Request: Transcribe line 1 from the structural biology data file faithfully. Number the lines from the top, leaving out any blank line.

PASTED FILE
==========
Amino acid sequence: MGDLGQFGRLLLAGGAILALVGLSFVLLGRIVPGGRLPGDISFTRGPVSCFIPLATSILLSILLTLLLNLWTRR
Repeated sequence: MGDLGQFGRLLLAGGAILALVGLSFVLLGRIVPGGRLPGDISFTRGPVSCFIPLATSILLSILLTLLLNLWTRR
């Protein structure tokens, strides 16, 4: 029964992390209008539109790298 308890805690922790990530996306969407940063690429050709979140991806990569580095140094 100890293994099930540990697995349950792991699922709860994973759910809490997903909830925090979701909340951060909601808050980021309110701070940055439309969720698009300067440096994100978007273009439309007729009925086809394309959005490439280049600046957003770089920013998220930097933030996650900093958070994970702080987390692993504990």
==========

Amino acid sequence: MGDLGQFGRLLLAGGAILALVGLSFVLLGRIVPGGRLPGDISFTRGPVSCFIPLATSILLSILLTLLLNLWTRR